Florida Seeks Waiver to Avoid Losing Health Insurers
Around the State
Florida will become the third state to seek a waiver of the controversial medical-loss ratio provision of the Affordable Care Act, the remnants of President Barack Obama's health-care reform law signed in March.
After receiving the unanimous approval of the Florida Health Insurance Advisory Board (FHIAB), Insurance Commissioner Kevin McCarty announced he will send the waiver request of the medical-loss ratio, or MLR, sometime after Oct. 8. The request must be approved by Health and Human Services Secretary Kathleen Sebelius, whose department has already received requests from Iowa and Maine, before the provision is scheduled to take effect in January, 2011.
The MLR is a portion of the federal health care law which states that health care providers must spend 80 percent of their expenditures on actual medical procedures. It will mainly affect smaller insurers and individual policyholders, because larger insurers and those with larger group policies already meet the 80 percent threshold.
McCarty attended a meeting with other state insurance commissioners and White House officials, including Sebelius, earlier this week, in which federal officials asked for specific reasons and statistics, instead of a vague dislike of the provision by insurers, in order to grant a waiver.
“We did have a company say that without a moderation in the MLR, they would have to exit Florida,” McCarty said.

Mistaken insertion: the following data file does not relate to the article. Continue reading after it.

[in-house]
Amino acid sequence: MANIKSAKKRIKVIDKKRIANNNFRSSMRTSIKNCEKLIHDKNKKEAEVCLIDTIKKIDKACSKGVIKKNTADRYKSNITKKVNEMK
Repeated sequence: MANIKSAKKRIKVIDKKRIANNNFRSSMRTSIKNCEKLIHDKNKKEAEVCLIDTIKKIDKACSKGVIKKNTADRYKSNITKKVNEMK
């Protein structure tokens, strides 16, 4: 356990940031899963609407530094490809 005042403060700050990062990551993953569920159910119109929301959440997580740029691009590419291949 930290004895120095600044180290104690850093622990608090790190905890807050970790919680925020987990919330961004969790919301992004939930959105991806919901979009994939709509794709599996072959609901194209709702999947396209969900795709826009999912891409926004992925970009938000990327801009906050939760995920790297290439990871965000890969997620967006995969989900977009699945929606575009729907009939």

Other FHIAB members expressed concern that the MLR would reduce the number of companies and the amount of different policies available to consumers.
“As a member of the business community one thing we like is choice, and we are concerned with any disruption in the marketplace,” said FHIAB member Michael Jackson, who is also the executive vice president and CEO of the pharmaceutical company Bpharm, which employs five people.
There is already evidence the health-care law is pushing insurers out of Florida. McCarty stated earlier this week that most, if not all, insurers will stop issuing new policies to individual children, due largely to the law’s new provisions -- like no annual or lifetime caps on coverage -- that went into effect Thursday.
The health-care law will make the MLR of 80 percent mandatory by 2014, and FHIAB members suggested a ratio of 70 percent with a phase-in period to meet the higher number in the interim period. Florida law currently has a 65 percent medical-loss ratio.
McCarty is hopeful of approval of the waiver by HHS but is wary of the short time span imposed on the notoriously slow-moving federal government.
“The time line is very short, between now and the end of the year,” he said.
The possible exodus of some insurers from certain markets and the effect that will have on consumers is also behind the waiver request.
“We have to make sure consumers who have access to the marketplace continue to ...,” McCarty said.
Reach Gray Rohrer at firstname.lastname@example.org or at (850) 727-0859.